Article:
But beyond that, Saramago makes two fundamental distinctions. One involves the radical demarcation he would like to establish between himself and tourists, conscious as he is that to some, if not many, of the people he encounters he will be seen precisely as a tourist. This is a tempting demarcation but also a difficult one to establish.
If Saramago is traveling with other intentions than those of the normal tourist, that is, if his principal aim is epistemological, as he himself remarks, he also notes that he falls short of his ideal of travel.
In his words, to travel is to stay: Olhar e passar, passar e olhar. This observation is not as paradoxical as it seems, for what the traveler misses is the possibility of coming to know the people in the places he passes through, that is, coming to the point of empathy with them. At the conclusion of the narrative, Saramago still inserts a double negative, which attempts to pass for an affirmative statement.
Twenty Years of Portuguese Literature, — See After the Revolution: Twenty Years of Portuguese Literature, —, op. Identidade, a thematic issue of Discursos 13 Further references in the text will be to this, the 11th edition of the text without the photographs. Questions of Travel: The story of Memorial do Convento , known to English readers as Baltasar and Blimunda, is set in the early s, but its sermonizing narrator implicitly addresses us from the plateau of a communist utopia, as conceived by quite contemporary lights.
Speculation and spectacular fantasy again converge in Jangada De Pedra , or The Stone Raft, which also employed an iconic scenario: The issue of vision itself—or lack of it—is more acutely explored in Ensaio sobre a cegueira , another dystopic novel by Saramago about the spread of blindness as a contagious disease.
The title Essay on Blindness signals that this work is something more than a dark fantasy. This intractability hints at a greater philosophical depth: From Arion, vol. The main characters are an old man, Cipriano Algor, a traditional potter whose business is in decline, his daughter Marta Isasca, and her husband, Marcial Gacho.
Marcial is employed as a security guard in the Center, a new model city within a city, in which people both live and work. Shopping, recreational, residential, and entertainment facilities are all provided within the Center so that its members have no need to leave.
He tries to persuade his fatherin-law, who is relatively content with his life and with his trade in pottery, to apply to move into the Center with him and Marta. However, Cipriano Algor is told by the Center that they do not want to market his pottery because the demand for such items is already met by the manufacture of plates and cups from synthetic materials.
Moreover, he is compelled to collect and destroy his work because the rules of the Center prohibit him from selling it anywhere else. The three members of the family move to the Center but shortly afterwards the news spreads of a sinister occurrence which is being kept secret. Something very serious has been found underneath the Center.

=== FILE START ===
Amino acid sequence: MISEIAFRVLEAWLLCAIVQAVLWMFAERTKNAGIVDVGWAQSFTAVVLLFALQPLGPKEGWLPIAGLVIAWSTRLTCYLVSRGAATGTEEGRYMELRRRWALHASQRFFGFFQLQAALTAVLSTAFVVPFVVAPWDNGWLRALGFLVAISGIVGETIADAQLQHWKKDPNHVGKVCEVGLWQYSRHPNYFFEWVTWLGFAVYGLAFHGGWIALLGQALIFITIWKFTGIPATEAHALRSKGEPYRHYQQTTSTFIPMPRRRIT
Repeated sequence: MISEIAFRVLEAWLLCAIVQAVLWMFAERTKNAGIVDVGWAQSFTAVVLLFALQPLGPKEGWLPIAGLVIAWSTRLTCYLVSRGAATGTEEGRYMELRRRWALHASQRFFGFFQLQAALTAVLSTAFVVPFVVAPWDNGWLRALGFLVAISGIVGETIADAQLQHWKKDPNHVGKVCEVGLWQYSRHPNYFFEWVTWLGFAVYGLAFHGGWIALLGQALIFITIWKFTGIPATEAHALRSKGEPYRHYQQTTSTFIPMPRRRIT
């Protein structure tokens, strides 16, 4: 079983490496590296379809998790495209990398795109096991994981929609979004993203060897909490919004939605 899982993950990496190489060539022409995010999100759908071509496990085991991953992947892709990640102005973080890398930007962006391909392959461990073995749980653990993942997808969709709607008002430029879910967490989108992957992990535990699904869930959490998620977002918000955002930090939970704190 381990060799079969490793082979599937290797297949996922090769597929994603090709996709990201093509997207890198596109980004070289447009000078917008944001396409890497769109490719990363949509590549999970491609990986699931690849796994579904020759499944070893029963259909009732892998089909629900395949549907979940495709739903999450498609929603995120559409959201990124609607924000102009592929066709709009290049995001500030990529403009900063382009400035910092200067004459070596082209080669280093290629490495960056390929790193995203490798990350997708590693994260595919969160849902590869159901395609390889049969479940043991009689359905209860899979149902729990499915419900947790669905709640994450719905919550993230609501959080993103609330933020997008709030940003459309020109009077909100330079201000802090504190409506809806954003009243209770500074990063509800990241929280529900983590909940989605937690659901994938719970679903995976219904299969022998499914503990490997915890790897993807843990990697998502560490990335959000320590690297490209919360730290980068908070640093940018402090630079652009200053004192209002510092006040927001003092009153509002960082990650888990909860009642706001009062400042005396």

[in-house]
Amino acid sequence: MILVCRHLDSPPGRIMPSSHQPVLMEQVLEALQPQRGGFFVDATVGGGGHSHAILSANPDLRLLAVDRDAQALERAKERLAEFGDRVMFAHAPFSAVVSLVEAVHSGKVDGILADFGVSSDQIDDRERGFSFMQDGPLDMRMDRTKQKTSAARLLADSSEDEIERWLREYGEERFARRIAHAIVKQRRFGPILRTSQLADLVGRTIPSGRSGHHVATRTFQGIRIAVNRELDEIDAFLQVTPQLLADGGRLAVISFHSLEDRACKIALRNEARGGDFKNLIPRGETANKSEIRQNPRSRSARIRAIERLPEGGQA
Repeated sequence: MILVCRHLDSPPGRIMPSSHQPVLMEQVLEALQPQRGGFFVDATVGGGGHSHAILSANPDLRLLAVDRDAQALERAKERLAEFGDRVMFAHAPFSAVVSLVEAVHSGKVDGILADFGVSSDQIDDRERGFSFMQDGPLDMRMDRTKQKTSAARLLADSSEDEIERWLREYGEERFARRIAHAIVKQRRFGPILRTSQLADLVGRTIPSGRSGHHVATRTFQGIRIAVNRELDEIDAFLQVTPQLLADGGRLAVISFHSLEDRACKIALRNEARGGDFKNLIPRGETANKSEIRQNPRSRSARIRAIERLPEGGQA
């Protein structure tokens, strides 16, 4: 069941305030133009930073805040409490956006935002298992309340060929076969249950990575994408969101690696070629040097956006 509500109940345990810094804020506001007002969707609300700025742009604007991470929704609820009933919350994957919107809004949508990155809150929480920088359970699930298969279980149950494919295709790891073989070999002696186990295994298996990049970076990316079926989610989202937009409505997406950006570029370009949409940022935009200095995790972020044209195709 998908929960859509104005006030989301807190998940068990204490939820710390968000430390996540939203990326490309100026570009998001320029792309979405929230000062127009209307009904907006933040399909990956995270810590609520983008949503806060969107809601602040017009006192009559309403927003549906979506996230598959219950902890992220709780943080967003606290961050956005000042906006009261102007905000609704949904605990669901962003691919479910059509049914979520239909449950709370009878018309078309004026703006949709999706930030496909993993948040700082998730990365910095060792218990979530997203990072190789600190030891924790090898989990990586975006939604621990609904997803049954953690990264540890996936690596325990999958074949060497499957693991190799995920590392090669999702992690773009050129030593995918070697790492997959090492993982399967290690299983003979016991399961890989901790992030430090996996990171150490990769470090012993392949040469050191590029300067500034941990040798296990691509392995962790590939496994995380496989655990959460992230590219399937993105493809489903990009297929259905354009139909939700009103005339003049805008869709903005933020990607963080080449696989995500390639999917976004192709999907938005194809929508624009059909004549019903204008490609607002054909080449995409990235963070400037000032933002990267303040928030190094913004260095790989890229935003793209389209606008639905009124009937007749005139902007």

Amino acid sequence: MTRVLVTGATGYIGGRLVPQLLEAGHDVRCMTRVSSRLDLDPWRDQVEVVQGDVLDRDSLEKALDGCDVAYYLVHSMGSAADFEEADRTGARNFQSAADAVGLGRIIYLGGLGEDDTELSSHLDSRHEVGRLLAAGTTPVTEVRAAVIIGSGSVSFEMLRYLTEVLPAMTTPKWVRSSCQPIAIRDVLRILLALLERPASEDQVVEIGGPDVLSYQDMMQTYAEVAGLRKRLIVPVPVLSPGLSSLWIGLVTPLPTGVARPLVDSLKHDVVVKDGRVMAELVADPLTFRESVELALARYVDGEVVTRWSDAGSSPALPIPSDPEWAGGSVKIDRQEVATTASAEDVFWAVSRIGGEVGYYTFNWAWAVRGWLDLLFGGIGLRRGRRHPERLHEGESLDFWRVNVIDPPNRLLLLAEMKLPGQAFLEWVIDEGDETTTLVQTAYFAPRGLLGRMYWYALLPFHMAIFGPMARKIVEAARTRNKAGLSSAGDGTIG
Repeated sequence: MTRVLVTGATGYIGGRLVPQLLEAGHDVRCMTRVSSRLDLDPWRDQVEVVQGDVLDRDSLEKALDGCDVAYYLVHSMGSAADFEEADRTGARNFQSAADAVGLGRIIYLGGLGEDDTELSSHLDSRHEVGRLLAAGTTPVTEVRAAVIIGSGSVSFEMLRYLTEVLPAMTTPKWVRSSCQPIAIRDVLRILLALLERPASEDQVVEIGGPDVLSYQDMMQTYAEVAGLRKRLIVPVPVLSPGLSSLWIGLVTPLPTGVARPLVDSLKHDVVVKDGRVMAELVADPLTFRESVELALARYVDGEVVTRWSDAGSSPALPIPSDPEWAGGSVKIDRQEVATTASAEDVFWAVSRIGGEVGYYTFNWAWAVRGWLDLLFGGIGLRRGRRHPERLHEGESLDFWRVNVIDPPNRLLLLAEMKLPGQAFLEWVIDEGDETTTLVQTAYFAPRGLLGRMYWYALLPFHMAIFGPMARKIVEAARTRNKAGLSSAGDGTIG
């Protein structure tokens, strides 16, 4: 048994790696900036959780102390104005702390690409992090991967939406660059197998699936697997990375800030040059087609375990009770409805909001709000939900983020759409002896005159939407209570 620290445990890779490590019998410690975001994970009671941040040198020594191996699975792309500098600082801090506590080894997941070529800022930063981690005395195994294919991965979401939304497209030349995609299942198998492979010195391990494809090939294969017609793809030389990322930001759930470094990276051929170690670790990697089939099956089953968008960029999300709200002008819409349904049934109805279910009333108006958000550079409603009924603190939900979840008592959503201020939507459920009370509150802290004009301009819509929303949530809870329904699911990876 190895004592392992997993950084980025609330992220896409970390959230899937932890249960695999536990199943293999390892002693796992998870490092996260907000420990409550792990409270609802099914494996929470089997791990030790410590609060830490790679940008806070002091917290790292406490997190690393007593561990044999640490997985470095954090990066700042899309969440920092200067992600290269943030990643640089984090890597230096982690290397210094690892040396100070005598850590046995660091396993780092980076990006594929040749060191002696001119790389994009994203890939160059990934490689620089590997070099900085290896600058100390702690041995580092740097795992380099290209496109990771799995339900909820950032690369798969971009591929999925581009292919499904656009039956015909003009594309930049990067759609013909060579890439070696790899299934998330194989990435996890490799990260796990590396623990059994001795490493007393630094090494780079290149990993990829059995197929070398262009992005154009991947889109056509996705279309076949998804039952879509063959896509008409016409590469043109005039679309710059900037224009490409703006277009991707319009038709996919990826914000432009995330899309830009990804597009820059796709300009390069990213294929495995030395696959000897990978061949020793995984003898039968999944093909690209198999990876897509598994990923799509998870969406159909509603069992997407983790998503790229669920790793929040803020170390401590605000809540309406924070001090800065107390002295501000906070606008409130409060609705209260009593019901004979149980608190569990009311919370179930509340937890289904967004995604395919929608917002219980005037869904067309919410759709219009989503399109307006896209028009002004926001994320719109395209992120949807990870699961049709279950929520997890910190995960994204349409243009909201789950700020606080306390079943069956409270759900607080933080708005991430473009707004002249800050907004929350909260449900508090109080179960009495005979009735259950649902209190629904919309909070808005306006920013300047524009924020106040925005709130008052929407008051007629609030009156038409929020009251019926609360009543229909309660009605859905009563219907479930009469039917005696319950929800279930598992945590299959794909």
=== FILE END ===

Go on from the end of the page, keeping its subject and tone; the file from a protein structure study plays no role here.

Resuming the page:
As a security guard, Marcial Gacho is aware of what it is, but he is bound by his job not to reveal anything to his wife and father-in-law. At the bottom, there are six human corpses, tied by their legs and necks to a stone bench so that they are facing a wall. The bodies are still distinguishable as three men and three women but their eyes have completely rotted away.
He senses that the scenario is a kind of call from the future: Cipriano explains the whole situation to his daughter and announces to his family that he is determined to leave the Center immediately, no matter how uncertain the prospects outside might be. The father and daughter who are both illiterate ask Marcial what it said.
Nor are they are real for us as readers. But is their nonreality for us the same as their non-reality for Cipriano Algor? Socrates applies these words to the prisoner who has escaped from the Cave to the world above at d: This quotation is apt because Achilles in making that remark was contrasting the world of shadows skiai in Hades with the world of human life.
Socrates famously comments on the same Homeric passage earlier, when he expounded on censorship of poetry, at the beginning of book 3 of the Republic: We shall start by wiping out of the epic all the lines like these: I would rather be a slave working for someone else Someone without property, who had a small livelihood Than to rule over all the dead that have perished.
The conception of the Cave as domain of death—in opposition to the super-terranean realm of vision—is soon reinforced by a second Homeric echo at e. This expression recalls diction used on numerous occasions for characters who die in the Iliad. Those Homeric expressions about the blindness of death are frequently, and not that surprisingly, accompanied by the falling, or downward movement of the character in demise: Iliad 4. And down to the ground poured all his guts, and darkness enfolded his eyes.
Iliad 5. He fell with a thud and darkness covered his eyes. Iliad The association between the Cave and Hades is underlined by the invitation later made by Socrates to Glaucon to discuss the education of the Philosopher Kings at c: It is not difficult to see a political allegory in A Caverna: Or rather, the Center might be said to depict such excesses directly. After all, a North American entrepreneur, by the name of Norm Nixon, is currently fanfaring the imminent launching of the so-called Freedom Ship from the coast of Florida.
This will be the largest ocean-going vessel ever built, containing helipads, shopping precincts, and multi-million dollar apartments. The workshop represents a way of life which is less and less under our control, as plant and animal species become extinct, professions become redundant, languages lose their speakers, and traditions lose their meaning.